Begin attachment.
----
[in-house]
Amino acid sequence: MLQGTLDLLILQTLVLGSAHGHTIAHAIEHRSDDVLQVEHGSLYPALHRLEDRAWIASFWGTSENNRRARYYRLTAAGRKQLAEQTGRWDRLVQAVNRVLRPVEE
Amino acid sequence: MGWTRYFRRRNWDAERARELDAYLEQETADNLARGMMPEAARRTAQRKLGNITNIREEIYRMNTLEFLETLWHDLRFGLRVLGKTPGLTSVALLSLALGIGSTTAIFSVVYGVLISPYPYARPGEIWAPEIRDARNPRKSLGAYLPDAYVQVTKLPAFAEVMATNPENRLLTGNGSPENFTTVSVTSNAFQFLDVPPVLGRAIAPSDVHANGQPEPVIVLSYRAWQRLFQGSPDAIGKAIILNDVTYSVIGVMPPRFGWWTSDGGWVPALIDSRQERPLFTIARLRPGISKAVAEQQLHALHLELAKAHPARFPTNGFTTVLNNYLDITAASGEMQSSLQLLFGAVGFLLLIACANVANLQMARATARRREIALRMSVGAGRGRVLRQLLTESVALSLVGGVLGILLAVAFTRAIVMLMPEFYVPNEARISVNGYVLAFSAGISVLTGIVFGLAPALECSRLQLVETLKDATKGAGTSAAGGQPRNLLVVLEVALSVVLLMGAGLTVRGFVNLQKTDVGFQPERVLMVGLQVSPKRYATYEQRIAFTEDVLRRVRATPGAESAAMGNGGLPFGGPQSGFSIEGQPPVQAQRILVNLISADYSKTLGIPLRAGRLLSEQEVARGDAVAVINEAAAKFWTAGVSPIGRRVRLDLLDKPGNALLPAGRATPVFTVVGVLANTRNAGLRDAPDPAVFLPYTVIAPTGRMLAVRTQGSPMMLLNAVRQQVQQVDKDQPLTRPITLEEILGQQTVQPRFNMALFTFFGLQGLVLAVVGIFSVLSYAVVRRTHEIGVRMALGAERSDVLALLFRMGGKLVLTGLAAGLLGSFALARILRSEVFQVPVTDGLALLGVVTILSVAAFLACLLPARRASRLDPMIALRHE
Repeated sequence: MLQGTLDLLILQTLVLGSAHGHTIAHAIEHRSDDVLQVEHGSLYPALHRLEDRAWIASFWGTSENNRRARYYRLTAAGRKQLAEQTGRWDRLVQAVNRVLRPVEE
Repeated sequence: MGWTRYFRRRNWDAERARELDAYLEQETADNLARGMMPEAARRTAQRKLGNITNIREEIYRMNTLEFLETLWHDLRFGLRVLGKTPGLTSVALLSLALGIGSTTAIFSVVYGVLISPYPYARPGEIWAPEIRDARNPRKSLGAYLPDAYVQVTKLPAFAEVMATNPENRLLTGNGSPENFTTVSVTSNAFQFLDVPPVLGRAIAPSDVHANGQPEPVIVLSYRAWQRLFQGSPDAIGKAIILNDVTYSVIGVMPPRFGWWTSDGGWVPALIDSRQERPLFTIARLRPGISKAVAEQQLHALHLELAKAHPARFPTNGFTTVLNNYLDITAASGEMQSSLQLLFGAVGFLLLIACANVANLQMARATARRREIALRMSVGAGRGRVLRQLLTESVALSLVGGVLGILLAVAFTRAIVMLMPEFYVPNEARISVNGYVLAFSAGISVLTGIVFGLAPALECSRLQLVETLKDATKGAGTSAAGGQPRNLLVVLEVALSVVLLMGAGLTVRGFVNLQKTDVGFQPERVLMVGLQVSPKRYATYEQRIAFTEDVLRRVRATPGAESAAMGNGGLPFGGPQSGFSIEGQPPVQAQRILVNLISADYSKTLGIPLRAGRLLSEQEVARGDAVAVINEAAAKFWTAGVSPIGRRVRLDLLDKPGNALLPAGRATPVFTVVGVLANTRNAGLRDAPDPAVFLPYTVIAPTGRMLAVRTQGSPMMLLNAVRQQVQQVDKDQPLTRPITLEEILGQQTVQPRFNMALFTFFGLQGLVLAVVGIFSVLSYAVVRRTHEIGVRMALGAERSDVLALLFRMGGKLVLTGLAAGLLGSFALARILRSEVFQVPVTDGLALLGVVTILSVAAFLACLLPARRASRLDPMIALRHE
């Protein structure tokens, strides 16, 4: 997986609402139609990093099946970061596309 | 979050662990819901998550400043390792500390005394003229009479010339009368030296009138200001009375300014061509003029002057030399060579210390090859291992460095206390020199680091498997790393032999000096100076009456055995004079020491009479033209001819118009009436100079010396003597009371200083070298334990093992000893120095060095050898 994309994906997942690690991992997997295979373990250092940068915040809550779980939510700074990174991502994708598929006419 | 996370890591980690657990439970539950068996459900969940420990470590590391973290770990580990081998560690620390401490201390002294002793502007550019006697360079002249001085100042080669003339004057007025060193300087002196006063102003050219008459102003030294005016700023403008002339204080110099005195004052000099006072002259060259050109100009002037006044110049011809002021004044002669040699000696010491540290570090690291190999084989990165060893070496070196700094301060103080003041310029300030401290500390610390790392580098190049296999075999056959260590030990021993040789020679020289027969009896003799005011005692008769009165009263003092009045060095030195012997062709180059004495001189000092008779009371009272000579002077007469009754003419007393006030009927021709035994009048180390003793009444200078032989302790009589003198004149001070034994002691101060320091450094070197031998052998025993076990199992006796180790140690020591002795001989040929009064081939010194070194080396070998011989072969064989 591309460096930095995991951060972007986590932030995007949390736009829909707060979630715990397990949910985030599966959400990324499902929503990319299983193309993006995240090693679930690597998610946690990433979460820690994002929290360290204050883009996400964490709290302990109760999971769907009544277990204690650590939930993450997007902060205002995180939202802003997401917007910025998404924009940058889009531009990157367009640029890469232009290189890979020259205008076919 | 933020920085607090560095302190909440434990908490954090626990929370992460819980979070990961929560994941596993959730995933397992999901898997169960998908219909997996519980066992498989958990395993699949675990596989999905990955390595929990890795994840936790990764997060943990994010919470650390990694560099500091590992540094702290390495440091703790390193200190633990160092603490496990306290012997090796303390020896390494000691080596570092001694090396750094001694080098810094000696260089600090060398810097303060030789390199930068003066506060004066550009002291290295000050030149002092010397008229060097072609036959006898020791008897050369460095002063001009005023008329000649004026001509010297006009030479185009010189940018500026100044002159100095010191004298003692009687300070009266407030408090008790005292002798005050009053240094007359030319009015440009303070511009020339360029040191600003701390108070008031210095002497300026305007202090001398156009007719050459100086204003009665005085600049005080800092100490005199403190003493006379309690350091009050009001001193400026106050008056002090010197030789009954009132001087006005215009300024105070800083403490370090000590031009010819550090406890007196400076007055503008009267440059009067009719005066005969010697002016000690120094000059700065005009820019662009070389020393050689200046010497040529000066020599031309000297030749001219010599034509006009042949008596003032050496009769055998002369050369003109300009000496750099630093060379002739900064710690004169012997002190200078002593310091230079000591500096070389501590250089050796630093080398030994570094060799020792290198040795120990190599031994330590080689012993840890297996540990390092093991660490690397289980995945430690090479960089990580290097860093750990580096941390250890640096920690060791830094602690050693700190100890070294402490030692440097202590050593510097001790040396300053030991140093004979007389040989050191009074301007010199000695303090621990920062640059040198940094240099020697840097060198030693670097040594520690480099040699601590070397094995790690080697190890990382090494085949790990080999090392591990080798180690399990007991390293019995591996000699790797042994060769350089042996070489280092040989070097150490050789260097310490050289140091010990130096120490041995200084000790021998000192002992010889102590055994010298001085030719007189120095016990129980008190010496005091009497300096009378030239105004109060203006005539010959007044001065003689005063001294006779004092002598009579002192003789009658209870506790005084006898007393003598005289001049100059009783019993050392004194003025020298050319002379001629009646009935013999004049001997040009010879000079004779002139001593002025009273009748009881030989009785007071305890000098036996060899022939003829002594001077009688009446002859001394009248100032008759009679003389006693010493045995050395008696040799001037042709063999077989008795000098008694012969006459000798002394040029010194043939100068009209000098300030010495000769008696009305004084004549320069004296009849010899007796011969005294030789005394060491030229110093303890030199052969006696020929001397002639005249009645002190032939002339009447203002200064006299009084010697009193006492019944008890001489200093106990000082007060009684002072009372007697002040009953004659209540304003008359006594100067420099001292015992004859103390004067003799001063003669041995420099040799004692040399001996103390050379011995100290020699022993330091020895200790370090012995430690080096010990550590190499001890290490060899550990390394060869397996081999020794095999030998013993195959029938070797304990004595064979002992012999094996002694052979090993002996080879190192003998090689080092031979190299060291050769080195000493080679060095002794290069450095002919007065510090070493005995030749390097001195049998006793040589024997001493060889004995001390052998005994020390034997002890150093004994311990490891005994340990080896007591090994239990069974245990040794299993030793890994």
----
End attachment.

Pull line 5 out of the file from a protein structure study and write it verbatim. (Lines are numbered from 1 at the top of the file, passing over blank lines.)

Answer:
Repeated sequence: MGWTRYFRRRNWDAERARELDAYLEQETADNLARGMMPEAARRTAQRKLGNITNIREEIYRMNTLEFLETLWHDLRFGLRVLGKTPGLTSVALLSLALGIGSTTAIFSVVYGVLISPYPYARPGEIWAPEIRDARNPRKSLGAYLPDAYVQVTKLPAFAEVMATNPENRLLTGNGSPENFTTVSVTSNAFQFLDVPPVLGRAIAPSDVHANGQPEPVIVLSYRAWQRLFQGSPDAIGKAIILNDVTYSVIGVMPPRFGWWTSDGGWVPALIDSRQERPLFTIARLRPGISKAVAEQQLHALHLELAKAHPARFPTNGFTTVLNNYLDITAASGEMQSSLQLLFGAVGFLLLIACANVANLQMARATARRREIALRMSVGAGRGRVLRQLLTESVALSLVGGVLGILLAVAFTRAIVMLMPEFYVPNEARISVNGYVLAFSAGISVLTGIVFGLAPALECSRLQLVETLKDATKGAGTSAAGGQPRNLLVVLEVALSVVLLMGAGLTVRGFVNLQKTDVGFQPERVLMVGLQVSPKRYATYEQRIAFTEDVLRRVRATPGAESAAMGNGGLPFGGPQSGFSIEGQPPVQAQRILVNLISADYSKTLGIPLRAGRLLSEQEVARGDAVAVINEAAAKFWTAGVSPIGRRVRLDLLDKPGNALLPAGRATPVFTVVGVLANTRNAGLRDAPDPAVFLPYTVIAPTGRMLAVRTQGSPMMLLNAVRQQVQQVDKDQPLTRPITLEEILGQQTVQPRFNMALFTFFGLQGLVLAVVGIFSVLSYAVVRRTHEIGVRMALGAERSDVLALLFRMGGKLVLTGLAAGLLGSFALARILRSEVFQVPVTDGLALLGVVTILSVAAFLACLLPARRASRLDPMIALRHE